Some challenges and solutions:
- Patients (and therapists) may forget to schedule in leisure activities, time to rest, or time to relax. The schedule can become a marathon of productive activities. This type of unrealistic scheduling will lead to noncompliance with the schedule and quickly will make the scheduling activity pointless. One helpful way to make sure that the schedule is realistic is to review the events of typical drug-free days and see what a normal routine is for that person. If the schedule created is too different from normal habits, it will be difficult for the client to incorporate it into his/her routine.
- Many patients have difficulty making an hour-by-hour schedule. If this is the case, it is necessary to simplify the process. One way to do that is to simply use a small, pocket- sized card with the day divided into four sections; morning, midday, afternoon and evening. Beginning scheduling is easier if the patient can just plan activities for those four times of day. At first, some have trouble learning this skill. If this is the case, it can be helpful to have them describe what they did for the past 24 hours and then guess at what they are likely to do in the next 24 hours. You can write their schedule as they talk about it.
- Some families want to help “plan” (dictate) a patient’s schedule. Spouses and parents, especially, have lots of ideas for things that have been neglected or things that the patient should do. Since many patients are trying to win back the support of their families, they can be easily convinced that they should do whatever family members want rather than what they need to in order to sustain a plan for their recovery. If someone else’s wishes and desires are the basis for the schedule regularly, sooner or later the recovering person will get resentful and will not find the scheduling useful or helpful. It will be viewed as a sentence” imposed by the family member and the therapist will be viewed as a colluding compatriot.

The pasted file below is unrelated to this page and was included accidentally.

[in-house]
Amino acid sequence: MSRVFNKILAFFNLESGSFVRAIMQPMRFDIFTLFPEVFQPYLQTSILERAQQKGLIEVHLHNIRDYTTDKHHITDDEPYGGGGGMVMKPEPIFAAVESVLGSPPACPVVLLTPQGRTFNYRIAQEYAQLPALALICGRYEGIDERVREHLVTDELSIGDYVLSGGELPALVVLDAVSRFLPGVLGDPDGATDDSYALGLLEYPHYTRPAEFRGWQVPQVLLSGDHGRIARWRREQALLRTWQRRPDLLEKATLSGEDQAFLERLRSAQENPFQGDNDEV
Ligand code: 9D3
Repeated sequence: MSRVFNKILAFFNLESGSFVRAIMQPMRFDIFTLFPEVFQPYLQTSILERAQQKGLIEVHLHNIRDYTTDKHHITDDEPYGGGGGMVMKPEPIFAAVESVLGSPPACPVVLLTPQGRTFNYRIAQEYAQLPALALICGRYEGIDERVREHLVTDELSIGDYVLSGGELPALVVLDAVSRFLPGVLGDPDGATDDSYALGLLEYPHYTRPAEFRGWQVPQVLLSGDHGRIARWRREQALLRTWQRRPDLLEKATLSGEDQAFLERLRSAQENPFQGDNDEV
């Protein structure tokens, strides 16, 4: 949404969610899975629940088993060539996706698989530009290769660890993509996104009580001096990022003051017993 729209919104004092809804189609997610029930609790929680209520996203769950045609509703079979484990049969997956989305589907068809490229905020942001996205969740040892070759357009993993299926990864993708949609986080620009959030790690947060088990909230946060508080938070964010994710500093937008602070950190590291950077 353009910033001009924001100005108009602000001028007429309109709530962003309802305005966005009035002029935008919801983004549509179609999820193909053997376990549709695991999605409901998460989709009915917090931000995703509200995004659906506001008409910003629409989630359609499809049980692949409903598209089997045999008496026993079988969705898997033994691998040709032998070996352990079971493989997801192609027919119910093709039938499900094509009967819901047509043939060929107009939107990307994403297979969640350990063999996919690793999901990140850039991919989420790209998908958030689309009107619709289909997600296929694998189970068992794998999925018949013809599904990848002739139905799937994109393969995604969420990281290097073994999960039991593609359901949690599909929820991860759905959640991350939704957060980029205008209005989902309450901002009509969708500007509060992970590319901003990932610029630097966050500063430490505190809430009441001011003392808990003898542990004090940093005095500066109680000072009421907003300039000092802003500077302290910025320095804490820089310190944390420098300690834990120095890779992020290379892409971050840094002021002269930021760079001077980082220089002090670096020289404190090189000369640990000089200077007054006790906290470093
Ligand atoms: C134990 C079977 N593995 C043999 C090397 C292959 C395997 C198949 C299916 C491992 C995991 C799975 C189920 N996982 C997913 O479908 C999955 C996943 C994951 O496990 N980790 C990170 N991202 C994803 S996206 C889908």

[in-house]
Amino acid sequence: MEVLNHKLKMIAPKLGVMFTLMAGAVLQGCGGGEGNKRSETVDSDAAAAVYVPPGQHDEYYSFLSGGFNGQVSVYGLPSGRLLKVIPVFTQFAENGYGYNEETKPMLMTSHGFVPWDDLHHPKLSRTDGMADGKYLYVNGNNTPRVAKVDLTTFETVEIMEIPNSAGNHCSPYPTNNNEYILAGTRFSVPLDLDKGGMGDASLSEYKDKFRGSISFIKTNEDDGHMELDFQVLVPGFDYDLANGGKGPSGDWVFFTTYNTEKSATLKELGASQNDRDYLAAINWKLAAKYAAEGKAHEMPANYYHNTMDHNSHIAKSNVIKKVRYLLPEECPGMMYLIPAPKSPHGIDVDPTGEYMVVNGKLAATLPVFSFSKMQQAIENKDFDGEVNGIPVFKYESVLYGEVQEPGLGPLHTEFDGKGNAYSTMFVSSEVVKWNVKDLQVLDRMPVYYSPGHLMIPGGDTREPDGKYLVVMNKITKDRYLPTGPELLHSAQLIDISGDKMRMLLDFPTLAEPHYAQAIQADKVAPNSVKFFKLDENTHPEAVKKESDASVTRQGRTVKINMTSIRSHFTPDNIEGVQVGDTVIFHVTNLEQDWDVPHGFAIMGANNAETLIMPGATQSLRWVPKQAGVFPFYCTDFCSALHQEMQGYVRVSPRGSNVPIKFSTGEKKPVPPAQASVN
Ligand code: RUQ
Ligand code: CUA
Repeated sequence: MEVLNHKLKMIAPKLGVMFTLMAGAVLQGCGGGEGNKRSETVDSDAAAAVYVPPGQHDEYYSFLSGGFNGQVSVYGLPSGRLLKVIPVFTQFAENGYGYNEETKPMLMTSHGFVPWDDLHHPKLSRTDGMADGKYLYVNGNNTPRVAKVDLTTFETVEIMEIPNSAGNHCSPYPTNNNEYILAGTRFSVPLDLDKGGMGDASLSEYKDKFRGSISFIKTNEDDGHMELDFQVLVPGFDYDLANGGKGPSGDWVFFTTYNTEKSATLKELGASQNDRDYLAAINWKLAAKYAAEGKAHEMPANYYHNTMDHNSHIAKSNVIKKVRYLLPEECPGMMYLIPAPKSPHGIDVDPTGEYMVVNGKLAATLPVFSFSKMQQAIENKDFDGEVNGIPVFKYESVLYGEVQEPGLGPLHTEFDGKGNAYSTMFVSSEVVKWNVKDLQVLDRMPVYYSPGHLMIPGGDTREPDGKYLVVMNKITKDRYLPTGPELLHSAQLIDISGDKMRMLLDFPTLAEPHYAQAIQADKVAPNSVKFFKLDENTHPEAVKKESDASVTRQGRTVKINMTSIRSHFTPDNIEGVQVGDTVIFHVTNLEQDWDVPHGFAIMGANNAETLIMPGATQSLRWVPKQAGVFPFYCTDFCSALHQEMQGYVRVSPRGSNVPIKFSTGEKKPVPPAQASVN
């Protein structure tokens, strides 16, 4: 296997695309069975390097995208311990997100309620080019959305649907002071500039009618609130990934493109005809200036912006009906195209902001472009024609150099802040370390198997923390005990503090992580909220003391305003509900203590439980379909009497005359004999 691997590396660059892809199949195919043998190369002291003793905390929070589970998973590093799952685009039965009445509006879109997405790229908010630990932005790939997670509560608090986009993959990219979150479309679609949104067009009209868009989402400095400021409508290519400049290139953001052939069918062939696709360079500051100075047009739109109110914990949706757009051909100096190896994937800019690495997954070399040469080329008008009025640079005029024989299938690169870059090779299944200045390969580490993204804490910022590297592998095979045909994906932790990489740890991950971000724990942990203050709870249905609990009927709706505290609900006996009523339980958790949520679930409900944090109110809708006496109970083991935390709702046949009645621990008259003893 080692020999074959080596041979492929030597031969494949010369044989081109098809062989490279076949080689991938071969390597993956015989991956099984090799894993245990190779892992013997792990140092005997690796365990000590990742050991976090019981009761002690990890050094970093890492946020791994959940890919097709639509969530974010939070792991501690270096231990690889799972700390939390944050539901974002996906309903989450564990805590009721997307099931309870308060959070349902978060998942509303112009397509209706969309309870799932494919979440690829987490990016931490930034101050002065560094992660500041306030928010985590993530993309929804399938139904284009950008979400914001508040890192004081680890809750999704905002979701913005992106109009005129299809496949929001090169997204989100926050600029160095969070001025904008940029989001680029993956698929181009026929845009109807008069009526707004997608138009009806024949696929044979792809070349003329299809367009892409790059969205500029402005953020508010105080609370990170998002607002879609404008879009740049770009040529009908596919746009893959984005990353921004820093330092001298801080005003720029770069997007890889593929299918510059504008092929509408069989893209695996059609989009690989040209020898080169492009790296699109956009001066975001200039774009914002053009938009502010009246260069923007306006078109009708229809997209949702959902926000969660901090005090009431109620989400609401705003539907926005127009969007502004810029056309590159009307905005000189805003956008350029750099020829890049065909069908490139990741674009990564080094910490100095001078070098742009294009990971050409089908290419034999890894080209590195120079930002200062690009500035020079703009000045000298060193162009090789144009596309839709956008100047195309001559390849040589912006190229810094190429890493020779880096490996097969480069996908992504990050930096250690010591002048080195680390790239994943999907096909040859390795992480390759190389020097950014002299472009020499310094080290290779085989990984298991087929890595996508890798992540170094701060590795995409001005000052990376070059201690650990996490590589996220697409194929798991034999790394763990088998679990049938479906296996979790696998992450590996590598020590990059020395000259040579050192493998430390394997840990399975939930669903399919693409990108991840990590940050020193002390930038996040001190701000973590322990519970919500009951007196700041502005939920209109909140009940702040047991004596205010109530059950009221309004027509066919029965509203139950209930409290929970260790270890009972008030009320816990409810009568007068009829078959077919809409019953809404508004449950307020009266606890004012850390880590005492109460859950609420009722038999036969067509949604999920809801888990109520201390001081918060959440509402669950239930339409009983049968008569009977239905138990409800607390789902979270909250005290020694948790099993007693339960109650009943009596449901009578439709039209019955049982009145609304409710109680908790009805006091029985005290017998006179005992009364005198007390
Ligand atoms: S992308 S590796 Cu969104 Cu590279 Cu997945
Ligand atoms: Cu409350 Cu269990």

It is important for the patient to be the person who is responsible for constructing the schedule with input from the therapist.
A key component of the Rivers Model is information regarding conditioning and neurobiology. Accurate, understandable information helps patients understand what has been happening in the past and also what predictable changes that will occur in their thinking, mood, and relationships over the course of several months. This education process identifies and normalizes symptoms, thereby empowering them to draw upon resources and techniques to help manage the symptoms.
The use of patient education as a treatment component is a not a new treatment concept, unique to the River Model. However, teaching patients and their families about how the chronic use of drugs or alcohol produces changes in brain functioning in a manner that has direct application to patients’ behavior is a relatively new strategy. Much of the information about drug-induced changes in the brain is highly technical and requires extensive scientific knowledge to comprehend the concepts fully. Without scientific training, it is not intuitive to substance abusing individuals, or to their families, to understand that the behavior associated with drug use may, in part, be explained by modifications in brain chemistry.